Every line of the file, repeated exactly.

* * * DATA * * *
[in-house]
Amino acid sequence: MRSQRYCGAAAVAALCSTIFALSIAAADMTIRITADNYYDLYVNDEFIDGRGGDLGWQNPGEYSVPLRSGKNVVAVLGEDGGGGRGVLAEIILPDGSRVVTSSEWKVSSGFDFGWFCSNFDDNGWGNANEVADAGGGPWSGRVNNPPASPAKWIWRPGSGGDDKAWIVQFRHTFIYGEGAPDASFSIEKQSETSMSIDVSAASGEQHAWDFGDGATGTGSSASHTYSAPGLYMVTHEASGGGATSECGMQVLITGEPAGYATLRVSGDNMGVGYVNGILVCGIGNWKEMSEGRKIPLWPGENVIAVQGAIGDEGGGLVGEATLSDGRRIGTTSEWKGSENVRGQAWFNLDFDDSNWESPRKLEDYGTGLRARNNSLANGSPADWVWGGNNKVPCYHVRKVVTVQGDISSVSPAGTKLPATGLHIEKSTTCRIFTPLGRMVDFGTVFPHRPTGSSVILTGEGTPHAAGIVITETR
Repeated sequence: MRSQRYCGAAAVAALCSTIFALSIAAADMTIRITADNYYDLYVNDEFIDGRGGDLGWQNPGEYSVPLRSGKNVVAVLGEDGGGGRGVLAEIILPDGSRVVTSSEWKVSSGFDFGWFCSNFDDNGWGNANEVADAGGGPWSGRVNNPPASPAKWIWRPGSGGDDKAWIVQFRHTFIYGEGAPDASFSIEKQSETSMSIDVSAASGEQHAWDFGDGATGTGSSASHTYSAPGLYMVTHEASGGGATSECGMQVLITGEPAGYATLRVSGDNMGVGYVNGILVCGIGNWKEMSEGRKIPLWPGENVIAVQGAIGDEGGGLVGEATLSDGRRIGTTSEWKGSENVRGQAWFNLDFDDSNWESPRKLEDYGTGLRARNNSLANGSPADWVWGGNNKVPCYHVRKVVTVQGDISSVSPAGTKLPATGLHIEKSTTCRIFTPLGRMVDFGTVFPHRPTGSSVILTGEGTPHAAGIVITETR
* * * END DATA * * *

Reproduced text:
[in-house]
Amino acid sequence: MRSQRYCGAAAVAALCSTIFALSIAAADMTIRITADNYYDLYVNDEFIDGRGGDLGWQNPGEYSVPLRSGKNVVAVLGEDGGGGRGVLAEIILPDGSRVVTSSEWKVSSGFDFGWFCSNFDDNGWGNANEVADAGGGPWSGRVNNPPASPAKWIWRPGSGGDDKAWIVQFRHTFIYGEGAPDASFSIEKQSETSMSIDVSAASGEQHAWDFGDGATGTGSSASHTYSAPGLYMVTHEASGGGATSECGMQVLITGEPAGYATLRVSGDNMGVGYVNGILVCGIGNWKEMSEGRKIPLWPGENVIAVQGAIGDEGGGLVGEATLSDGRRIGTTSEWKGSENVRGQAWFNLDFDDSNWESPRKLEDYGTGLRARNNSLANGSPADWVWGGNNKVPCYHVRKVVTVQGDISSVSPAGTKLPATGLHIEKSTTCRIFTPLGRMVDFGTVFPHRPTGSSVILTGEGTPHAAGIVITETR
Repeated sequence: MRSQRYCGAAAVAALCSTIFALSIAAADMTIRITADNYYDLYVNDEFIDGRGGDLGWQNPGEYSVPLRSGKNVVAVLGEDGGGGRGVLAEIILPDGSRVVTSSEWKVSSGFDFGWFCSNFDDNGWGNANEVADAGGGPWSGRVNNPPASPAKWIWRPGSGGDDKAWIVQFRHTFIYGEGAPDASFSIEKQSETSMSIDVSAASGEQHAWDFGDGATGTGSSASHTYSAPGLYMVTHEASGGGATSECGMQVLITGEPAGYATLRVSGDNMGVGYVNGILVCGIGNWKEMSEGRKIPLWPGENVIAVQGAIGDEGGGLVGEATLSDGRRIGTTSEWKGSENVRGQAWFNLDFDDSNWESPRKLEDYGTGLRARNNSLANGSPADWVWGGNNKVPCYHVRKVVTVQGDISSVSPAGTKLPATGLHIEKSTTCRIFTPLGRMVDFGTVFPHRPTGSSVILTGEGTPHAAGIVITETR